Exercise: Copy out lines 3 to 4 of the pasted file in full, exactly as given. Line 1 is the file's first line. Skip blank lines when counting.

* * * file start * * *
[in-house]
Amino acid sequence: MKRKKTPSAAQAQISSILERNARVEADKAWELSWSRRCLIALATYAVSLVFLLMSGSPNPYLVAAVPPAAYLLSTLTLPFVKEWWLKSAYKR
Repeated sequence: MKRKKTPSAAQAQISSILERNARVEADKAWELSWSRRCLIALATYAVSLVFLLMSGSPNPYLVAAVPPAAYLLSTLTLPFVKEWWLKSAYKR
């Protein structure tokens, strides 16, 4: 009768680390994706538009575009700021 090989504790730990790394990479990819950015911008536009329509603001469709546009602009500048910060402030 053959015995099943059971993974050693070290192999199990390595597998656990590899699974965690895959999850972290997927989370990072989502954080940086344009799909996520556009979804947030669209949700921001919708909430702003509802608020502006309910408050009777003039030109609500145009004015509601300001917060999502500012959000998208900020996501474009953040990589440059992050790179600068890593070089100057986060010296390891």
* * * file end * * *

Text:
Repeated sequence: MKRKKTPSAAQAQISSILERNARVEADKAWELSWSRRCLIALATYAVSLVFLLMSGSPNPYLVAAVPPAAYLLSTLTLPFVKEWWLKSAYKR
């Protein structure tokens, strides 16, 4: 009768680390994706538009575009700021 090989504790730990790394990479990819950015911008536009329509603001469709546009602009500048910060402030 053959015995099943059971993974050693070290192999199990390595597998656990590899699974965690895959999850972290997927989370990072989502954080940086344009799909996520556009979804947030669209949700921001919708909430702003509802608020502006309910408050009777003039030109609500145009004015509601300001917060999502500012959000998208900020996501474009953040990589440059992050790179600068890593070089100057986060010296390891």